We can see, now, how the purely virtual, non-actual, universe of cyberspace can “touch the Real”: the Real we are talking about is not the “raw” pre-symbolic real of “nature in itself,” but the spectral hard core of “psychic reality” itself. When Lacan equates the Real with what Freud calls “psychic reality,” this “psychic reality” is not simply the inner psychic life of dreams, wishes, etc., as opposed to the perceived external reality, but the hard core of the primordial “passionate attachments,” which are real in the precise sense of resisting the movement of symbolization and/or dialectical mediation:
“/…/ the expression ‘psychical reality’ itself is not simply synonymous with ‘internal world,’ ‘psychological domain,’ etc. If taken in the most basic sense that it has for Freud, this expression denotes a nucleus within that domain which is heterogeneous and resistant and which is alone in being truly ‘real’ as compared with the majority of psychical phenomena.”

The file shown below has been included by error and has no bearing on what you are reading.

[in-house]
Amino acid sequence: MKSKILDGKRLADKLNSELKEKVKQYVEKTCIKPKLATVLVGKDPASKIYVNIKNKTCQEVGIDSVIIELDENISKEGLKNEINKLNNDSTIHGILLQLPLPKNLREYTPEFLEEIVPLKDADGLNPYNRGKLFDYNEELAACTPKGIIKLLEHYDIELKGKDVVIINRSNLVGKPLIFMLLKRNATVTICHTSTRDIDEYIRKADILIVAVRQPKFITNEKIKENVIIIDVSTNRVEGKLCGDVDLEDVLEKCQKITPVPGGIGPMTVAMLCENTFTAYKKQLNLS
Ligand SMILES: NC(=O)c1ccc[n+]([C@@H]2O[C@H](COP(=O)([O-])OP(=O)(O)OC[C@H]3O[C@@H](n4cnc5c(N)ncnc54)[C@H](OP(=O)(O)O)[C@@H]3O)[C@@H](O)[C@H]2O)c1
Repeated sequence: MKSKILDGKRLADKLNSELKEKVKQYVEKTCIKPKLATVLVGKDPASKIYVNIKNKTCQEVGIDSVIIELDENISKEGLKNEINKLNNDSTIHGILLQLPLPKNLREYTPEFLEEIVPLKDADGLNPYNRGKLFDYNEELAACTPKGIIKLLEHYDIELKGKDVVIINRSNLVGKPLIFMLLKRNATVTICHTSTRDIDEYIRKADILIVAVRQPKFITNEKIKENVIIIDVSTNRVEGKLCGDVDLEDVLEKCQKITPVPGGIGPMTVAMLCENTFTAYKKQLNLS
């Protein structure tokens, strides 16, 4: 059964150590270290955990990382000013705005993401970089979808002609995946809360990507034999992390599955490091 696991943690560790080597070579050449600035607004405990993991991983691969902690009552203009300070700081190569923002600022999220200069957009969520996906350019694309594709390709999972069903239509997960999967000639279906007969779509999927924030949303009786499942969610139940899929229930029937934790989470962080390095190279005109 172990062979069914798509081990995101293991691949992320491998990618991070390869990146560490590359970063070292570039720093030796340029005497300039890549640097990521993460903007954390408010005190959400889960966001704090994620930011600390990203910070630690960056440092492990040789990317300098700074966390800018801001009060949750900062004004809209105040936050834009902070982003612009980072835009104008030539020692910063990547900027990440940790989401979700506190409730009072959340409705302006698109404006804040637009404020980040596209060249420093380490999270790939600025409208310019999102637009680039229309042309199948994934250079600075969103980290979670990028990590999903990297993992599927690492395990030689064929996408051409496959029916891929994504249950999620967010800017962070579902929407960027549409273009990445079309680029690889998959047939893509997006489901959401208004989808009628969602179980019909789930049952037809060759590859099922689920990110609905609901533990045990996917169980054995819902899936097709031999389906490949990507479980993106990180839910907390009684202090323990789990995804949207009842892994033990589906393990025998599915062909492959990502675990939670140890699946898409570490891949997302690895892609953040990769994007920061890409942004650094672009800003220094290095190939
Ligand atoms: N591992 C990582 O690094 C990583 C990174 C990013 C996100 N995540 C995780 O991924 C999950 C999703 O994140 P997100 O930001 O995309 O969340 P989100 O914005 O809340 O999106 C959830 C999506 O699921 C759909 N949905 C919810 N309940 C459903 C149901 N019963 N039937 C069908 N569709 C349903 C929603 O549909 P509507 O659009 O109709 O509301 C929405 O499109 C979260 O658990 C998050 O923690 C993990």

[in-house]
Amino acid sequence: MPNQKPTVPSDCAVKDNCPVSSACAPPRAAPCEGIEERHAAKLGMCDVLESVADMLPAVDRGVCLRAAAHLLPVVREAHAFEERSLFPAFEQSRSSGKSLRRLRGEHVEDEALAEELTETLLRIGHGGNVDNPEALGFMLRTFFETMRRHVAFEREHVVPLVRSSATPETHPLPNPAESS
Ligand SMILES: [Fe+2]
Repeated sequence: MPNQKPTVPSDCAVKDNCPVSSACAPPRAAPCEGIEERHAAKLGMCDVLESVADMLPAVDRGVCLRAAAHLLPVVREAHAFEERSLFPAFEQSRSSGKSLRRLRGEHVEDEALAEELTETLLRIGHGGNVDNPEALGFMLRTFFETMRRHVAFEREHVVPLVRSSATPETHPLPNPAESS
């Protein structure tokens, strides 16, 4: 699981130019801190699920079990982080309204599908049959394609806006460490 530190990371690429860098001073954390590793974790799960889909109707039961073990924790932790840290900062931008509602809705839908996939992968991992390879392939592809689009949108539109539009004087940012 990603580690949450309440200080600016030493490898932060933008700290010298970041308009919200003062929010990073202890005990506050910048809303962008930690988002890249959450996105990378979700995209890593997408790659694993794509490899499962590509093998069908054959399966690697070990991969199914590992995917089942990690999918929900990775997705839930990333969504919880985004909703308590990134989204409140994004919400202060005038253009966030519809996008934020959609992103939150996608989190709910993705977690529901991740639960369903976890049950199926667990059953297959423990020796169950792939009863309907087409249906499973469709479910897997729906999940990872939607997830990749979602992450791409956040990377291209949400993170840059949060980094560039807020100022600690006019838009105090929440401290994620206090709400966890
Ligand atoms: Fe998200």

The “real” upon which cyberspace encroaches is thus the disavowed fantasmatic “passionate attachment,” the traumatic scene which not only never took place in “real life,” but was never even consciously fantasized — and is not the digital universe of cyberspace the ideal medium in which to construct such pure semblances which, although they are nothing “in themselves,” pure presuppositions, provide the coordinates of our entire experience? It may appear that the impossible Real is to be opposed to the virtual domain of symbolic fictions: is the Real not the traumatic kernel of the Same against whose threat we seek refuge in the multitude of virtual symbolic universes? However, our ultimate lesson is that the Real is simultaneously the exact opposite of such a non-virtual hard core: a purely virtual entity, an entity which has no positive ontological consistency — its contours can only be discerned as the absent cause of the distortions/displacements of the symbolic space.